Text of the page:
Not participating in conversation, opening up and sharing yourself is self-centered. Of course, you may have a history of being hurt because you spoke up at one time. Even so, remaining silent is not the solution, as it prevents you from joining in with others who would like to hear what you have to say.

Four things you'll need to discover your unique voice

Finding your voice will change your life. If you don't believe you have the right or the confidence to speak up when you know you should, you'll suffer. If you resolve to develop confidence, you'll change through your words. Learning to speak your mind may involve:

1. Courage: It may all boil down the having the courage to confront the issue. It takes time to find your voice, and courage is the fuel you'll need to sustain you. Of course, when you begin to reap
the rewards that your unique voice has to offer, you will no longer need courage. Speaking up will be the obvious choice.

2. Good communication skills: Learning how to deliver your words with rapport, sympathy and clarity.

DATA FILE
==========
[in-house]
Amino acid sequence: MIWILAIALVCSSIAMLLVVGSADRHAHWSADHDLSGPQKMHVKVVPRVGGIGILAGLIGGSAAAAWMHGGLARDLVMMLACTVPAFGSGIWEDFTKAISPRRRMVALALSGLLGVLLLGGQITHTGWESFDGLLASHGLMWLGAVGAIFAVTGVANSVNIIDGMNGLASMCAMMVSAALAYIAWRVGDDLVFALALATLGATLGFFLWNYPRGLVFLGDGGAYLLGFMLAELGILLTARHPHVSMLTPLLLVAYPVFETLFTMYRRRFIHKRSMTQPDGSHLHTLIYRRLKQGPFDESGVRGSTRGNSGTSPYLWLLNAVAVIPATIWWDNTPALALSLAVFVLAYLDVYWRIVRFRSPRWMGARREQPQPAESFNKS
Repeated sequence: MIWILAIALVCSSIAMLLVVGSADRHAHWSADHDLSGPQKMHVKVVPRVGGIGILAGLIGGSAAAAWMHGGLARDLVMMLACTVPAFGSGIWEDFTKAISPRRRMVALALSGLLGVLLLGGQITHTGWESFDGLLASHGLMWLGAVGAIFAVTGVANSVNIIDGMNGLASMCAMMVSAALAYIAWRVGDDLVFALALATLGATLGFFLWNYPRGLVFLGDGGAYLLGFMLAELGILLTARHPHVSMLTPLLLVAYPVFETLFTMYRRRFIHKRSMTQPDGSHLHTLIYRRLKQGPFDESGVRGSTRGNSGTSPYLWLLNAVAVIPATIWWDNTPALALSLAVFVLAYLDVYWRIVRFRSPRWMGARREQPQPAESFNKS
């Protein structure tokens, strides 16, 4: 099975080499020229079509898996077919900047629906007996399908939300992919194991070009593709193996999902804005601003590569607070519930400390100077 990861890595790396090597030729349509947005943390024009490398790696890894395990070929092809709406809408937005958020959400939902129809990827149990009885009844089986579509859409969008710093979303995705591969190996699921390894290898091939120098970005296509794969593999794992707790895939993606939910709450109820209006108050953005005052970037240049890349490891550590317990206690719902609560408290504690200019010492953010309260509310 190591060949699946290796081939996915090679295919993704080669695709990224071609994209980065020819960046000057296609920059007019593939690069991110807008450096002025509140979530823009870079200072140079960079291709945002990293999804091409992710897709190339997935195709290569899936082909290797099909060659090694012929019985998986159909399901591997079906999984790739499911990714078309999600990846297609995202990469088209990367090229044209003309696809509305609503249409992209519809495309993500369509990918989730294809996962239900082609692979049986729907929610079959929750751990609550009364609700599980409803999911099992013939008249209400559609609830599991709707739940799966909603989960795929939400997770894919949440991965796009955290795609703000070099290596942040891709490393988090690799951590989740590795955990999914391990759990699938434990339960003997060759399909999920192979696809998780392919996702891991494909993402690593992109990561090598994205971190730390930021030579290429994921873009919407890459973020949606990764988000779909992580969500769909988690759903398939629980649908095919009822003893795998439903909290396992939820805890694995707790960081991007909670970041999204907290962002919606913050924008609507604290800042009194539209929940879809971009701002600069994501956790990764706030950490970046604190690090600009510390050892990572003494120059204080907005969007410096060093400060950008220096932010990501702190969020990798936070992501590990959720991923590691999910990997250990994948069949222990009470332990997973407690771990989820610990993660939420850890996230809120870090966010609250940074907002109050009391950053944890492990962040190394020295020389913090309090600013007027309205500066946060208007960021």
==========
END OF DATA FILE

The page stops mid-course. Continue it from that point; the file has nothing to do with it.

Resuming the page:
3. Letting go of old hurts: You may have unfinished business from the past that affects your present life. Learning to let go of these memories and emotions that still drive you is critical to freeing yourself. It can be done, but you may need help.

4. Self-control: Some people don't speak up because if they did, they might lose control of their emotions. They don't want to fly into a rage or sink into pain or despair that may never end. Learning to manage emotions - not fear them - is the key. This requires experience, education and practice in a safe environment.

Of course, if you already know that you need to speak up more often and know how to do it, yet somehow still refuse, then your silence may be a form of self-sabotage. In this case you must watch this free self-sabotage video. It will explain exactly how self-sabotage works and how to release yourself from its chains.

By Mike Bundrant

Read More - naturalnews.com

Posted by mindpotion Network at 00:01 CET
Updated: Thursday, 20 February 2014 01:08 CET
Wednesday, 5 February 2014
The Psychology of Fear
Mood:  d'oh
Topic: Hypnosis & Psychology